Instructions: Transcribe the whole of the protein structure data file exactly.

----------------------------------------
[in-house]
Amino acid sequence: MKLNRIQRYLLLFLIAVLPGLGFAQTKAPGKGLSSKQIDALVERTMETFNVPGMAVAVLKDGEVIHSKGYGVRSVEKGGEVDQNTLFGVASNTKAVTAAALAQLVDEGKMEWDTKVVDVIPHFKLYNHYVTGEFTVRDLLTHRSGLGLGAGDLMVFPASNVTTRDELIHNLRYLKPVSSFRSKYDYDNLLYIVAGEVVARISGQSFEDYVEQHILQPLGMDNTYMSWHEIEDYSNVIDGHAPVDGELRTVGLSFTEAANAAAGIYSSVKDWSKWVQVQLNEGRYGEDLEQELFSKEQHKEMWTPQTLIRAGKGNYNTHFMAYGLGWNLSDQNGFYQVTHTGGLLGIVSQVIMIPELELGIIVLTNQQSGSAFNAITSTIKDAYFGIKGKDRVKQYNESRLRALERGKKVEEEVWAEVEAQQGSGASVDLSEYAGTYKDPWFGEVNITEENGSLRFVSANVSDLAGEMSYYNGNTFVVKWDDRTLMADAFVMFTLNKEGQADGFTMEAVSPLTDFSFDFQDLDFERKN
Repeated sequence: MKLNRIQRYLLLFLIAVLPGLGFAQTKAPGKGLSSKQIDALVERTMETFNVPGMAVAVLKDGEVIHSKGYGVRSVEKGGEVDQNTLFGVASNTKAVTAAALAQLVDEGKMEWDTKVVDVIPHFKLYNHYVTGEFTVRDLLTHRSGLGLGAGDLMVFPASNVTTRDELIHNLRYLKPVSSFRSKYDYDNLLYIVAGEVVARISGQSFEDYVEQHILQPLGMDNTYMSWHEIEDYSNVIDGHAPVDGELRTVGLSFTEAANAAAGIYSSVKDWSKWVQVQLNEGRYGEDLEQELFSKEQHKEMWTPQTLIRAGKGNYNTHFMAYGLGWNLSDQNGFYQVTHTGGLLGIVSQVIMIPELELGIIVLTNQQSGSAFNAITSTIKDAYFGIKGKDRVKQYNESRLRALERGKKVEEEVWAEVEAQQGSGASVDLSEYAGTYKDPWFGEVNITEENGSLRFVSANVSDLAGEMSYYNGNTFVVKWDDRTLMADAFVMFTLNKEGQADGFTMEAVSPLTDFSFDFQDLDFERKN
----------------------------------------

[in-house]
Amino acid sequence: MKLNRIQRYLLLFLIAVLPGLGFAQTKAPGKGLSSKQIDALVERTMETFNVPGMAVAVLKDGEVIHSKGYGVRSVEKGGEVDQNTLFGVASNTKAVTAAALAQLVDEGKMEWDTKVVDVIPHFKLYNHYVTGEFTVRDLLTHRSGLGLGAGDLMVFPASNVTTRDELIHNLRYLKPVSSFRSKYDYDNLLYIVAGEVVARISGQSFEDYVEQHILQPLGMDNTYMSWHEIEDYSNVIDGHAPVDGELRTVGLSFTEAANAAAGIYSSVKDWSKWVQVQLNEGRYGEDLEQELFSKEQHKEMWTPQTLIRAGKGNYNTHFMAYGLGWNLSDQNGFYQVTHTGGLLGIVSQVIMIPELELGIIVLTNQQSGSAFNAITSTIKDAYFGIKGKDRVKQYNESRLRALERGKKVEEEVWAEVEAQQGSGASVDLSEYAGTYKDPWFGEVNITEENGSLRFVSANVSDLAGEMSYYNGNTFVVKWDDRTLMADAFVMFTLNKEGQADGFTMEAVSPLTDFSFDFQDLDFERKN
Repeated sequence: MKLNRIQRYLLLFLIAVLPGLGFAQTKAPGKGLSSKQIDALVERTMETFNVPGMAVAVLKDGEVIHSKGYGVRSVEKGGEVDQNTLFGVASNTKAVTAAALAQLVDEGKMEWDTKVVDVIPHFKLYNHYVTGEFTVRDLLTHRSGLGLGAGDLMVFPASNVTTRDELIHNLRYLKPVSSFRSKYDYDNLLYIVAGEVVARISGQSFEDYVEQHILQPLGMDNTYMSWHEIEDYSNVIDGHAPVDGELRTVGLSFTEAANAAAGIYSSVKDWSKWVQVQLNEGRYGEDLEQELFSKEQHKEMWTPQTLIRAGKGNYNTHFMAYGLGWNLSDQNGFYQVTHTGGLLGIVSQVIMIPELELGIIVLTNQQSGSAFNAITSTIKDAYFGIKGKDRVKQYNESRLRALERGKKVEEEVWAEVEAQQGSGASVDLSEYAGTYKDPWFGEVNITEENGSLRFVSANVSDLAGEMSYYNGNTFVVKWDDRTLMADAFVMFTLNKEGQADGFTMEAVSPLTDFSFDFQDLDFERKN